I have looked over its 25 acres of pitiless stockade, its burrows in the earth, its stinted stream, its turfless hillsides, shadeless in summer and shelterless in winter—its walls and tunnels and caves—its 7 forts of death—its ball and chains—its stocks for torture—its kennels for blood-hounds—its sentry boxes and its deadline—and my heart sickened and stood still—my brain whirled—and the light of my eyes went out. And I said, ‘Surely this was not the gate of hell, but hell itself.’ And for comfort I turned away to the acres of crowded graves and I said, here at last was rest, and this to them was the gate of heaven.”
In one effort Atwater had helped Clara identify over 12,000 missing men. But his contribution would go unrecognized. When the group returned to Washington, Colonel Breck demanded that Atwater give back the $300 or return the death rolls. Atwater refused, he had held up his end of the bargain. Breck promptly arrested Atwater for larceny (for stealing his own death roll) and confined him to Old Capitol prison. Ironically, Atwater was imprisoned in the same prison as Henry Wirz who was on trial for the horrific circumstances and casualty rates of Andersonville. Wirz was convicted of murder and conspiring with other prison officials to injure and kill prisoners against the rules of war and hanged on November 10, 1865. Wirz was one of two men tried, convicted, and executed for war crimes during the Civil War. Atwater wrote about the irony in a letter that appeared in the New York Citizen:
I am confined here in the same prison with Capt. Henry Wirz, the Andersonville jailer. He is being tried by a Military Commission for being one of the murderers of 13,000 of our men, and I am being tried for keeping and wishing to publish the names of these same 13,000 men, that the people may know where their dead are buried and of what they died.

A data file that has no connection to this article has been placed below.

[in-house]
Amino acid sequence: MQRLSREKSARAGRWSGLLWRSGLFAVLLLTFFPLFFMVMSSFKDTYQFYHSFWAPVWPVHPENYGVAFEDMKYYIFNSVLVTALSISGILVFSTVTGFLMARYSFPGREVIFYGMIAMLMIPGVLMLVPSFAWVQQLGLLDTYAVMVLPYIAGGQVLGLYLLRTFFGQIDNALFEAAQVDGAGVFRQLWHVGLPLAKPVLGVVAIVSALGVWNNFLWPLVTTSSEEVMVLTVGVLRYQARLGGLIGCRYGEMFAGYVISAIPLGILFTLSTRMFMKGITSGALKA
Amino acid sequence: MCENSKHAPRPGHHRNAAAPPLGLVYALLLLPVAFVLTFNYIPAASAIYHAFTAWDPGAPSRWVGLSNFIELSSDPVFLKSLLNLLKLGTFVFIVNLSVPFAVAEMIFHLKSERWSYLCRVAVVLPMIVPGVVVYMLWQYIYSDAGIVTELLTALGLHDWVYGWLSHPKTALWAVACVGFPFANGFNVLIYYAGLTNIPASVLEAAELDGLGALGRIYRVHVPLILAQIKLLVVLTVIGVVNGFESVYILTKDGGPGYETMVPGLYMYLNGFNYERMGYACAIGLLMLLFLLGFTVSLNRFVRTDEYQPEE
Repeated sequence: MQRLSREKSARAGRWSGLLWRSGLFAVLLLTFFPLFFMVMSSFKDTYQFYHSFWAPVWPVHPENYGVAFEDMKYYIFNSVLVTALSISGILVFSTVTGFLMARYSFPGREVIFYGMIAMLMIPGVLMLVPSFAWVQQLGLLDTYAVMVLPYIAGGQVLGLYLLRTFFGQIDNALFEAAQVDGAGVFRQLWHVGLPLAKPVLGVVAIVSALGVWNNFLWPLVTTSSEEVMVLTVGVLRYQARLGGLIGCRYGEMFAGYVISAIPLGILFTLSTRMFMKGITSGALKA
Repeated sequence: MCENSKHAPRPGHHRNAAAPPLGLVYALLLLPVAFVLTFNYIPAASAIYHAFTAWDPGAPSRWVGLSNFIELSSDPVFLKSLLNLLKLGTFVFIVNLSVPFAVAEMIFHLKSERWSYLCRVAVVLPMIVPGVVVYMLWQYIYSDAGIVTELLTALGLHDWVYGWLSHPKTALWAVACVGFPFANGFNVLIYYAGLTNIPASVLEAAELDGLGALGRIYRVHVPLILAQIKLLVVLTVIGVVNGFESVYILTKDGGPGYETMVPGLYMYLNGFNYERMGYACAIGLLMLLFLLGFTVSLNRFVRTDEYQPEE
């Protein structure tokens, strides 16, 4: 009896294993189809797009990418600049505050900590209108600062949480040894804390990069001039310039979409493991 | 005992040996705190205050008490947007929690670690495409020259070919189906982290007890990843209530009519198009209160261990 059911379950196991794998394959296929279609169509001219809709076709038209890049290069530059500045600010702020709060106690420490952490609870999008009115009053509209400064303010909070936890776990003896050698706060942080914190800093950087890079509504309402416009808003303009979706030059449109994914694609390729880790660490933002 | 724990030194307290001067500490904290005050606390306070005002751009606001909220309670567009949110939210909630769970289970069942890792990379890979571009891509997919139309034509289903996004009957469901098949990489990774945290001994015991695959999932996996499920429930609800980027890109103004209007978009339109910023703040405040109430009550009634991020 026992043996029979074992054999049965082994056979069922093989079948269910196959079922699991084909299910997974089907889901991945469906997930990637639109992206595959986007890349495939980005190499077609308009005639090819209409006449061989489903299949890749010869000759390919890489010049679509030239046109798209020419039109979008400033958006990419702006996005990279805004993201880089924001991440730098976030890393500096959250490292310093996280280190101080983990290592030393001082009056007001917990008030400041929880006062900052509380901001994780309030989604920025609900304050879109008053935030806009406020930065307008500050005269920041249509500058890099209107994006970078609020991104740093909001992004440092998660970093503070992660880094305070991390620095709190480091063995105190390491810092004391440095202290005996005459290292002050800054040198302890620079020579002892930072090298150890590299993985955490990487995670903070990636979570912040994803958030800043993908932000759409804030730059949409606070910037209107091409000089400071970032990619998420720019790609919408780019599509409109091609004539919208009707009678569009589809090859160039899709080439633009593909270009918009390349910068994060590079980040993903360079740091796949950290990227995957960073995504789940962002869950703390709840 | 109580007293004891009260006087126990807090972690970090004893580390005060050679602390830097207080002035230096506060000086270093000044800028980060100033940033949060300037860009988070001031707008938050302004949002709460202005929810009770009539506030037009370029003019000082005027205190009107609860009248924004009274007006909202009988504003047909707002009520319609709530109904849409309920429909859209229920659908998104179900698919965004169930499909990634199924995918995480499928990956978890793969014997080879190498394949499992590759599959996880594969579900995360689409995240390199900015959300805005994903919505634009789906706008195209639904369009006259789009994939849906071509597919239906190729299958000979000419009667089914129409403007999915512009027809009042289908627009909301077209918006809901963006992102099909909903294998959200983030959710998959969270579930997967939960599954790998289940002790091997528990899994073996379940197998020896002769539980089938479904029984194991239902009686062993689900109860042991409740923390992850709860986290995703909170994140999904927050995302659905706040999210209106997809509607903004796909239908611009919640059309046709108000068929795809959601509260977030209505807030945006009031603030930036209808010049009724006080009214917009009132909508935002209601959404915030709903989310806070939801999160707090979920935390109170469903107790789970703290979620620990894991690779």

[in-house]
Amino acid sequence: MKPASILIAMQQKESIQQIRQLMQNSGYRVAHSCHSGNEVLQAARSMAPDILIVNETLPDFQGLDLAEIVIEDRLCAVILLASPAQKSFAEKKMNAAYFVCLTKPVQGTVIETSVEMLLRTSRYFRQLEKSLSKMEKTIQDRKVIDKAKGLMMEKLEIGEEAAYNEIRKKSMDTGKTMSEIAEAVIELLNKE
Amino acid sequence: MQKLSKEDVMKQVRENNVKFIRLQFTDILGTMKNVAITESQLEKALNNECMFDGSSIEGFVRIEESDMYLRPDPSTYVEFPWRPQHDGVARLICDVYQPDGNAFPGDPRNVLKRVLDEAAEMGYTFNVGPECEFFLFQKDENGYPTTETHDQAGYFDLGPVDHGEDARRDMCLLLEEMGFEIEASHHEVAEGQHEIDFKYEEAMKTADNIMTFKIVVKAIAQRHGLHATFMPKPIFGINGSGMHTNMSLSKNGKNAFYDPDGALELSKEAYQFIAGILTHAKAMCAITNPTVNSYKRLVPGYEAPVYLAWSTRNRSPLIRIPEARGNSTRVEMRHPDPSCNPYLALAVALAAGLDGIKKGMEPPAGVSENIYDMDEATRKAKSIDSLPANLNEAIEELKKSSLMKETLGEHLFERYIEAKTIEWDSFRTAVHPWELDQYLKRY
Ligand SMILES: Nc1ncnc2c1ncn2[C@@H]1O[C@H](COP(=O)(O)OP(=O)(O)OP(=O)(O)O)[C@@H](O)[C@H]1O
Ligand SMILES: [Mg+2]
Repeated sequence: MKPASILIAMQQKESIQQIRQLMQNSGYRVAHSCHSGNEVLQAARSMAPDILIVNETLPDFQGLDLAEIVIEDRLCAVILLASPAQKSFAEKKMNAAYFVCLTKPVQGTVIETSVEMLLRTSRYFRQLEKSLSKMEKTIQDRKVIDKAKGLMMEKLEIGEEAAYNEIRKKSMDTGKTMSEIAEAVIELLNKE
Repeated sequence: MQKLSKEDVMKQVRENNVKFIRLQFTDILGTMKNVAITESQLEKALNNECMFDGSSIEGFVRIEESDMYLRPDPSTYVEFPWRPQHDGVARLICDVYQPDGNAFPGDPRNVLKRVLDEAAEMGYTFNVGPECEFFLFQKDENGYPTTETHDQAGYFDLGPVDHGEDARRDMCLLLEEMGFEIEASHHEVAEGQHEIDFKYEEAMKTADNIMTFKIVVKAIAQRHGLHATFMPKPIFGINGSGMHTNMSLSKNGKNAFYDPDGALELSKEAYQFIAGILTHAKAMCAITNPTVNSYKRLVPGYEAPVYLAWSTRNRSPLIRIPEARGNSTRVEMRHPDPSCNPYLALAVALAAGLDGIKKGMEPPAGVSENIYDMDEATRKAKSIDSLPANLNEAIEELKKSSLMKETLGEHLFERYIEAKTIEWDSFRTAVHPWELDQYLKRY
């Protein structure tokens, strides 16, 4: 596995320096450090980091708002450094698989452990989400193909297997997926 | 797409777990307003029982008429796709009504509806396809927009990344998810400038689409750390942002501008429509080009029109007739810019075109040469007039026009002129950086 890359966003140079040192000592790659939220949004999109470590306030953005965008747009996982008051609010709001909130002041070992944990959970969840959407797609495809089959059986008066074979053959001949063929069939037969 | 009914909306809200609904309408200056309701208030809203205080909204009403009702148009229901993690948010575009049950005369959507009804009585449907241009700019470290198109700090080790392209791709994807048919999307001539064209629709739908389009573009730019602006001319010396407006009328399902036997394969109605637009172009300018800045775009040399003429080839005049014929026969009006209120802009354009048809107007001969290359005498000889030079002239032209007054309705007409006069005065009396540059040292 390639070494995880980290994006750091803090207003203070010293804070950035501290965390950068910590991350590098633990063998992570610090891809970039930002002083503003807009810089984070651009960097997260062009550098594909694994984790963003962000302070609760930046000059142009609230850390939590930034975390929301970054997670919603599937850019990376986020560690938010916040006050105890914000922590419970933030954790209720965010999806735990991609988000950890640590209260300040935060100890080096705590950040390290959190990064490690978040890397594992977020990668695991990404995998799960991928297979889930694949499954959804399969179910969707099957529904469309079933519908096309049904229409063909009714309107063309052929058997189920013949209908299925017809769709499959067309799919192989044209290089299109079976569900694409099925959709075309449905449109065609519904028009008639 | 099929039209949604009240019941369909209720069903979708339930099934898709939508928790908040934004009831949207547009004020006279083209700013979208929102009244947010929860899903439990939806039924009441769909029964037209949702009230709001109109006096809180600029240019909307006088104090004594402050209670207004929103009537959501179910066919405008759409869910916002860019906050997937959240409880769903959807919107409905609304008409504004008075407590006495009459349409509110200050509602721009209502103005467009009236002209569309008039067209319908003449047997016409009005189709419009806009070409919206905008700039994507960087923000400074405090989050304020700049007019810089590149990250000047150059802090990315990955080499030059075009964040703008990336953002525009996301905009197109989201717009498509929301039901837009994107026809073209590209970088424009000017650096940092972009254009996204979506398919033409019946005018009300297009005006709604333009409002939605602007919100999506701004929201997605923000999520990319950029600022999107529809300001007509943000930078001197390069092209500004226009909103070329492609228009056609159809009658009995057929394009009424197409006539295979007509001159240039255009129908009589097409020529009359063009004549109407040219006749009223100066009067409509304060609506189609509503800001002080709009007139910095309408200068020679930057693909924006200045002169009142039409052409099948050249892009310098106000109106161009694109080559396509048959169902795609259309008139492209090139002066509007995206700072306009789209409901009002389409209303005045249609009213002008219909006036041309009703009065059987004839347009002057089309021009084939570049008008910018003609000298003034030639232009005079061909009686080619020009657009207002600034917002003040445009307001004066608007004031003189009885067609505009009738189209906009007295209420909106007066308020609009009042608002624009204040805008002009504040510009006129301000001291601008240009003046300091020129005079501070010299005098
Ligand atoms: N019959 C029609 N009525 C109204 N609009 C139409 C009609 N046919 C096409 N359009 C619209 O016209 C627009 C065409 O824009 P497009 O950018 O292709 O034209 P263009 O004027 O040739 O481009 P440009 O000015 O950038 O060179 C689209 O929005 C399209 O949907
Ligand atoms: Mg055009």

Atwater was conviced of theft by court martial, dishonorably discharged, fined $300, and sentenced to 18 months of hard labor in Auburn State Prison, NY. He was released in December under a general order from President Johnson pardoning all prisoners convicted by court-martial of crimes less than murder, but the dishonorable discharge was not overturned. Clara instructed Atwater to stay away from Washington and worked with him to publish the death roll before the military could publish their copy. The pair succeeded in February 1866 when the New York Tribune printed the Andersonville roll as a 74 page pamphlet, complete with a forward by Dorence and Clara’s report on the Andersonville expedition. The military protested Atwater’s publication, but the pamphlet created public outrage about how the military had treated him and Clara. The public attention ensured that Clara received government funding to continue her operation until 1868, and she hired Atwater as her assistant for a time, but Atwater never received recompense from the government.
The end of Atwater’s life was just as adventurous as the beginning. A couple years after the war he was sent as Consul at Tahiti. He fell in love with the island and the people loved him in return. He also fell in love with Princess Moetia Salmon, sister to Queen Marau, and married her in 1875. When Dorence died in San Francisco in 1910, his wife accompanied his body back to Tahiti where they were greeted by most of the island’s population. He was the first non-royal given a royal funeral and was buried under a 7000lb stone carved with “Tupuuataroa” or Wise Man as he was known in Tahiti.
Atwater kept his original death roll for many years. Unfortunately, when the 1906 earthquake struck San Francisco their home was destroyed by explosives in an attempt to turn their entire street into a firebreak. Inside the home was the original roster, now destroyed.